General Mills' profit hit by Green Giant impairment charge



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NEW YORK — General Mills said its profit fell by more than half after it took a charge to write down the value of its Green Giant frozen and canned vegetables business, to which it plans to devote less resources.

The maker of Cheerios cereal, Yoplait yogurt and other packaged foods said it recorded a $260 million charge related to the brand.

General Mills CEO Ken Powell noted that the frozen category has been declining, and that people also seem to be gravitating toward traditional "blocks" of frozen vegetables, which cost less than the vegetable blends and packages with sauces Green Giant offers.

As a result, General Mills decided to pull resources from Green Giant. That lowered the brand's estimated value, which includes long-term cash flow and other financial projections. Powell declined to comment on whether General Mills is seeking to sell Green Giant.

Looking ahead, the Minneapolis-based company said it plans to focus on improving sales in its cereal and yogurt businesses, as well as driving sales for its small but growing organic and natural foods segment.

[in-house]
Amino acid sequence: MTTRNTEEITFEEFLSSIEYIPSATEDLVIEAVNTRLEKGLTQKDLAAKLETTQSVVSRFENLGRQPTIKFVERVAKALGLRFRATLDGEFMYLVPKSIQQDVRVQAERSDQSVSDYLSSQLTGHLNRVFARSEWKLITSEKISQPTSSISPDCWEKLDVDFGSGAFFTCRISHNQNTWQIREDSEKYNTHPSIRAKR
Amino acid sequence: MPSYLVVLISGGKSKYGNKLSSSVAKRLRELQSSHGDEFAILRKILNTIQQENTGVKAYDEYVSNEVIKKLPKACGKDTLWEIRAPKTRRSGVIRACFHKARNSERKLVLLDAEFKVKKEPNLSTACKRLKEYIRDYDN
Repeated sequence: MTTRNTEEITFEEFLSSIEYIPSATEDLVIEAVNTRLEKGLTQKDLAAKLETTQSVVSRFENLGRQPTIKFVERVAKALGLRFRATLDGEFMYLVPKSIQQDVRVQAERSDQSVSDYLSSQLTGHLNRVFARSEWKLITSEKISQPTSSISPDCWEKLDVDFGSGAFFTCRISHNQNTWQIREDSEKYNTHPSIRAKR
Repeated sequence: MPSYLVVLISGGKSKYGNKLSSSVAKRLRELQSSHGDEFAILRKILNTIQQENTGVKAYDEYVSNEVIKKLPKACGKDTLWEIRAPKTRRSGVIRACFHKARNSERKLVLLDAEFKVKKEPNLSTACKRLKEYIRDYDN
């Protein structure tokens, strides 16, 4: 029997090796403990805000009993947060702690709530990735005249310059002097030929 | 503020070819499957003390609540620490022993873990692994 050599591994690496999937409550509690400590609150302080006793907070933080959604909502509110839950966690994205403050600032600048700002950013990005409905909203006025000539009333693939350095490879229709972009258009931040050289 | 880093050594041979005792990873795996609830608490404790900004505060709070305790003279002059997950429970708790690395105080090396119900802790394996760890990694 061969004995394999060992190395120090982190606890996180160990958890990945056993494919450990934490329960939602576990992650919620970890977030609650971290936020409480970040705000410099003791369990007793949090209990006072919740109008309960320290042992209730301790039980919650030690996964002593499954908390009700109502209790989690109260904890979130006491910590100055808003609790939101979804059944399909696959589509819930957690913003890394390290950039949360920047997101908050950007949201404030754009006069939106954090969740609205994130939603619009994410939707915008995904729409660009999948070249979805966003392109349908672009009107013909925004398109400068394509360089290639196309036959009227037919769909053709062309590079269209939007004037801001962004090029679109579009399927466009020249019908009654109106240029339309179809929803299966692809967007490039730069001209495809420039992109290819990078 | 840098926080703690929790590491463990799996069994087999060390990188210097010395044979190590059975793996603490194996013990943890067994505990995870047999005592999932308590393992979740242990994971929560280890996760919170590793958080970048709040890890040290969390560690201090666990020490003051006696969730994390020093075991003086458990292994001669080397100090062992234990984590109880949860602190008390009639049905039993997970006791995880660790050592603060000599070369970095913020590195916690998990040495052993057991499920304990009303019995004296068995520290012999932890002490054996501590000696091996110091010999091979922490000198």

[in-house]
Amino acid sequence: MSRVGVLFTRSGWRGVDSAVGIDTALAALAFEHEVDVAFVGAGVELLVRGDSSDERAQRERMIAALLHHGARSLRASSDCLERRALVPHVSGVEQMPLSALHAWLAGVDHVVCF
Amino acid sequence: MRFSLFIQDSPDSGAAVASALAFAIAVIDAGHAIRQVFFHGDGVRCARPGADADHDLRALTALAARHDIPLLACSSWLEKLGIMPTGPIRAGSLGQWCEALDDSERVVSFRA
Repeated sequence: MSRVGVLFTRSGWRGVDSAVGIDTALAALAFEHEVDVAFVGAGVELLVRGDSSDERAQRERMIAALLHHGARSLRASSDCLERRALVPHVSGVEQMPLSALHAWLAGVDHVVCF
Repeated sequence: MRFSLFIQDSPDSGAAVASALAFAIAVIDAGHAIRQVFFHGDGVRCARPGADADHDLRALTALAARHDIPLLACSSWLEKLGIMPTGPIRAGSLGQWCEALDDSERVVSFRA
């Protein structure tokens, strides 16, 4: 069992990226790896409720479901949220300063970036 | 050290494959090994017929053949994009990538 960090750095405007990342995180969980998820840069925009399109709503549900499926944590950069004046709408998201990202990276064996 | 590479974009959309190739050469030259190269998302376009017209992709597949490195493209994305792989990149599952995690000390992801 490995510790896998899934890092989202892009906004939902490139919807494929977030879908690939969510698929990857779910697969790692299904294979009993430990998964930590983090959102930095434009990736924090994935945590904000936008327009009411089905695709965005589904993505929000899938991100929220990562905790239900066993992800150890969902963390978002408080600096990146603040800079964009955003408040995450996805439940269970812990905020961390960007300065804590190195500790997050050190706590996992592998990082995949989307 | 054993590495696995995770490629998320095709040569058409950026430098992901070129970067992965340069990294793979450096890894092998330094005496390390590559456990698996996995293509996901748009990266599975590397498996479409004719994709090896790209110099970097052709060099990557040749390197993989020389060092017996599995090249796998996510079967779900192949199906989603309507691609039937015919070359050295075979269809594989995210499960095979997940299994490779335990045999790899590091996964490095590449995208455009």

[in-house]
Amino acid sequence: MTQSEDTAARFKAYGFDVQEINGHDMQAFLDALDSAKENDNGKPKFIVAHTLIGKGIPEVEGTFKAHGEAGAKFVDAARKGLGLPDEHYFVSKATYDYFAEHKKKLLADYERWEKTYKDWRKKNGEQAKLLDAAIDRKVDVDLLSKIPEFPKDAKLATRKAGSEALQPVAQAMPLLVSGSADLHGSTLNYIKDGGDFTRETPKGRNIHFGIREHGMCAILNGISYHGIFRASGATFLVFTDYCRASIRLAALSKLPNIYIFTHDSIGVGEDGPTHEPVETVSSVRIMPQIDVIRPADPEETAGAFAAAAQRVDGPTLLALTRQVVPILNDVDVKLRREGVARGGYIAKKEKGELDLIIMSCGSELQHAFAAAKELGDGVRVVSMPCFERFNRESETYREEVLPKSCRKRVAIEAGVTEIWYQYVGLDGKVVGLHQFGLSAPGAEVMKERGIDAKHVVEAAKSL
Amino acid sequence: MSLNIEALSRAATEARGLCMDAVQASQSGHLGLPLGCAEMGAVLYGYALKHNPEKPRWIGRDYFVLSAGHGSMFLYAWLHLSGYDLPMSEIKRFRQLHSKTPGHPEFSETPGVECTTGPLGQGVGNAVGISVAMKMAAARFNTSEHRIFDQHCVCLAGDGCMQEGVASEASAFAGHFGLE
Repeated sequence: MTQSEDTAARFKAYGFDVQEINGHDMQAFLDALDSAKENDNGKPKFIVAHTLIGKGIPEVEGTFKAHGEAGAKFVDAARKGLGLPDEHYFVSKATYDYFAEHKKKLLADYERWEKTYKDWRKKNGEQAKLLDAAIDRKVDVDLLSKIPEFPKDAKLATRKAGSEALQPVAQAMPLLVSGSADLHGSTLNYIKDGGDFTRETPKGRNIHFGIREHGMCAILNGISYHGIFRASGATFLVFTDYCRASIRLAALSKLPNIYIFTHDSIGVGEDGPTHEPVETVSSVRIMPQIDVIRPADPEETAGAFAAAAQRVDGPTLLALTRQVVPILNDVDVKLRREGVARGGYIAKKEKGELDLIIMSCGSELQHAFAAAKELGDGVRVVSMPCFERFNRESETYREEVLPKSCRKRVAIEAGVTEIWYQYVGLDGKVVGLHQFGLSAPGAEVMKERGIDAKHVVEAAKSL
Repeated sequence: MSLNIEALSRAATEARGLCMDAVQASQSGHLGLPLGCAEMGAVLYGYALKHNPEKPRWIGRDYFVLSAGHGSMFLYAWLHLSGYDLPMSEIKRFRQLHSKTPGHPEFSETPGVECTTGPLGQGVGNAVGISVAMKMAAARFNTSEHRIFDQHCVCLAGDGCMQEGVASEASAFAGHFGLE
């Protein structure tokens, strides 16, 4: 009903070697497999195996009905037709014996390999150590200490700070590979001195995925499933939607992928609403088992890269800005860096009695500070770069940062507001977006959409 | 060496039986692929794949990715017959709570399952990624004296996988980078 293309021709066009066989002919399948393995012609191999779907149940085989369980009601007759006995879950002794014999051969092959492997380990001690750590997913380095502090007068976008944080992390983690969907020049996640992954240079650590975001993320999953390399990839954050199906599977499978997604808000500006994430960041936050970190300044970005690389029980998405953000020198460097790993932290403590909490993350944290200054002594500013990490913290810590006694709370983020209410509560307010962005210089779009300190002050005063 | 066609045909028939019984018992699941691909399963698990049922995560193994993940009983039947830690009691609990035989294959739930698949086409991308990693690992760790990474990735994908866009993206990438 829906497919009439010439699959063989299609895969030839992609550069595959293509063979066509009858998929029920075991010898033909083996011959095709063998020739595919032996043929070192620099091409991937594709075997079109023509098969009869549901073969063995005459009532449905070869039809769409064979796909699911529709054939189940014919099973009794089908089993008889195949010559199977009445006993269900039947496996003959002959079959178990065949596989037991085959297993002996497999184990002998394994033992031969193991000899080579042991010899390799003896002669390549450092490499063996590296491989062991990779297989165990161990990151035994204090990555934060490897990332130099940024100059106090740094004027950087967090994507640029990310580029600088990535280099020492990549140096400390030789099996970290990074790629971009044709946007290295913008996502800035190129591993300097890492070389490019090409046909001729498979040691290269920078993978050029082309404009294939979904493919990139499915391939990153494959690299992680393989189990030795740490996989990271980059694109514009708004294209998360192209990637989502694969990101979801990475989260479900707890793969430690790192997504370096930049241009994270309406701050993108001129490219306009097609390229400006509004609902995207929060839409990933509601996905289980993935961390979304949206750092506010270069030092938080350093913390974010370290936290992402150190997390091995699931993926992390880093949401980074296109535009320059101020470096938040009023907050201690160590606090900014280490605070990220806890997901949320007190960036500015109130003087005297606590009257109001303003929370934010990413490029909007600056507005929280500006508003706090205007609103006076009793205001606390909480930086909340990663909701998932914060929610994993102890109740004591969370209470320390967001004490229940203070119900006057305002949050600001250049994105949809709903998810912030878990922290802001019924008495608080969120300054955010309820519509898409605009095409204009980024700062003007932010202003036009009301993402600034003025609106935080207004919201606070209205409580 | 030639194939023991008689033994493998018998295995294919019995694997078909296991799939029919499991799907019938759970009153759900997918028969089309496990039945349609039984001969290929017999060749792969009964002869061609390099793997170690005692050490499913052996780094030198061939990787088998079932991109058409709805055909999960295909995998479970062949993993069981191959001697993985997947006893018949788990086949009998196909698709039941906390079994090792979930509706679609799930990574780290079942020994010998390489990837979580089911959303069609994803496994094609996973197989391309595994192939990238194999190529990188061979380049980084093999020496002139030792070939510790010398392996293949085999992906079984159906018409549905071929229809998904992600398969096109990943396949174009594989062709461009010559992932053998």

Big packaged food makers have been stung by shoppers' interest in foods they see as healthier or more natural. Cereal sales also have suffered because of the popularity of gluten-free or high-protein diets. Although General Mills saw U.S. cereal sales improve in the quarter, they were still down 3 percent for its fiscal year.

Meanwhile, General Mills' Yoplait yogurt business rose 5 percent this year after the company pushed to catch up with the popularity of Greek yogurt with its own Greek yogurt offerings. Chief Financial Officer Don Mulligan said Greek yogurt now makes up about 20 percent of the company's total U.S. yogurt sales, compared with about 45 percent for the broader yogurt category.

Mulligan noted that the original Yoplait variety is also enjoying sales growth, in part because the company is marketing it more broadly as a snack for families, rather than focusing on women alone. And Powell added that he thinks some of Yoplait original's growth is a result of people trying Greek yogurt, and returning after deciding they don't like the taste.

For the quarter, General Mills said net sales were roughly flat at around $4.3 billion.

The Minneapolis-based company earned $186.8 million, or 30 cents per share, down from $404.6 million, or 65 cents per share, a year earlier. Earnings, adjusted for asset impairment costs and pretax expenses, came to 75 cents per share.

The average estimate of eight analysts surveyed by Zacks Investment Research was for earnings of 71 cents per share, while five analysts expected revenue of $4.52 billion.

General Mills shares have increased 4.5 percent since the beginning of the year, while the Standard & Poor's 500 index has stayed nearly flat. The stock has risen nearly 2 percent in the last 12 months.


This story has been corrected to say that fourth-quarter sales fell, rather than rose.

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